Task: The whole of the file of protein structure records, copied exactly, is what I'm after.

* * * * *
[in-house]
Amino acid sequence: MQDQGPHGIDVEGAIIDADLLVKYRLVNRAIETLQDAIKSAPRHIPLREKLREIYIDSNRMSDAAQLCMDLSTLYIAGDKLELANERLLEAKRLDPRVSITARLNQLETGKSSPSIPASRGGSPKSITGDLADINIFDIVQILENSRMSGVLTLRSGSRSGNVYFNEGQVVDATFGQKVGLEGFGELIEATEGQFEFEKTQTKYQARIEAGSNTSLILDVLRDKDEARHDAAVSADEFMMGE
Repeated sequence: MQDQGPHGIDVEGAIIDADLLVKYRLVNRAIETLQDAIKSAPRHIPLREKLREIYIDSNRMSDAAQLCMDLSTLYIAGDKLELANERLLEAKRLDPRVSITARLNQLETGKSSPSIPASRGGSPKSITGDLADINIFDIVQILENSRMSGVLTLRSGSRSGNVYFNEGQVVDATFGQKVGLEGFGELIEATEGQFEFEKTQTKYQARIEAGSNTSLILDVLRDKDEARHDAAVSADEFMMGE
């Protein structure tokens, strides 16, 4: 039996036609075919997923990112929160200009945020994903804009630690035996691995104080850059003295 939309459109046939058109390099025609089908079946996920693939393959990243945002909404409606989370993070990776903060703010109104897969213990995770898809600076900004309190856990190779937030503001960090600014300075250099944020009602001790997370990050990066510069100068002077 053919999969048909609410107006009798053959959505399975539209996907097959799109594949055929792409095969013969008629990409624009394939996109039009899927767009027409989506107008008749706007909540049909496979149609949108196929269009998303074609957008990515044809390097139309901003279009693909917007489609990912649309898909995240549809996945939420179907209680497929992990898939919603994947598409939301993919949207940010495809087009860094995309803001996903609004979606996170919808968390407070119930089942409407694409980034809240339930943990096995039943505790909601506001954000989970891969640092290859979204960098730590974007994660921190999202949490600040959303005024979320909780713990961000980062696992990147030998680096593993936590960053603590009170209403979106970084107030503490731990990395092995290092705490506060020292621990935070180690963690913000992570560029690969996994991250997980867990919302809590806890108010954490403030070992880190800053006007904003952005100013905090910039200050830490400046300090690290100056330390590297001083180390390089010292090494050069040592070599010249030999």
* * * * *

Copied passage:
[in-house]
Amino acid sequence: MQDQGPHGIDVEGAIIDADLLVKYRLVNRAIETLQDAIKSAPRHIPLREKLREIYIDSNRMSDAAQLCMDLSTLYIAGDKLELANERLLEAKRLDPRVSITARLNQLETGKSSPSIPASRGGSPKSITGDLADINIFDIVQILENSRMSGVLTLRSGSRSGNVYFNEGQVVDATFGQKVGLEGFGELIEATEGQFEFEKTQTKYQARIEAGSNTSLILDVLRDKDEARHDAAVSADEFMMGE
Repeated sequence: MQDQGPHGIDVEGAIIDADLLVKYRLVNRAIETLQDAIKSAPRHIPLREKLREIYIDSNRMSDAAQLCMDLSTLYIAGDKLELANERLLEAKRLDPRVSITARLNQLETGKSSPSIPASRGGSPKSITGDLADINIFDIVQILENSRMSGVLTLRSGSRSGNVYFNEGQVVDATFGQKVGLEGFGELIEATEGQFEFEKTQTKYQARIEAGSNTSLILDVLRDKDEARHDAAVSADEFMMGE
């Protein structure tokens, strides 16, 4: 039996036609075919997923990112929160200009945020994903804009630690035996691995104080850059003295 939309459109046939058109390099025609089908079946996920693939393959990243945002909404409606989370993070990776903060703010109104897969213990995770898809600076900004309190856990190779937030503001960090600014300075250099944020009602001790997370990050990066510069100068002077 053919999969048909609410107006009798053959959505399975539209996907097959799109594949055929792409095969013969008629990409624009394939996109039009899927767009027409989506107008008749706007909540049909496979149609949108196929269009998303074609957008990515044809390097139309901003279009693909917007489609990912649309898909995240549809996945939420179907209680497929992990898939919603994947598409939301993919949207940010495809087009860094995309803001996903609004979606996170919808968390407070119930089942409407694409980034809240339930943990096995039943505790909601506001954000989970891969640092290859979204960098730590974007994660921190999202949490600040959303005024979320909780713990961000980062696992990147030998680096593993936590960053603590009170209403979106970084107030503490731990990395092995290092705490506060020292621990935070180690963690913000992570560029690969996994991250997980867990919302809590806890108010954490403030070992880190800053006007904003952005100013905090910039200050830490400046300090690290100056330390590297001083180390390089010292090494050069040592070599010249030999």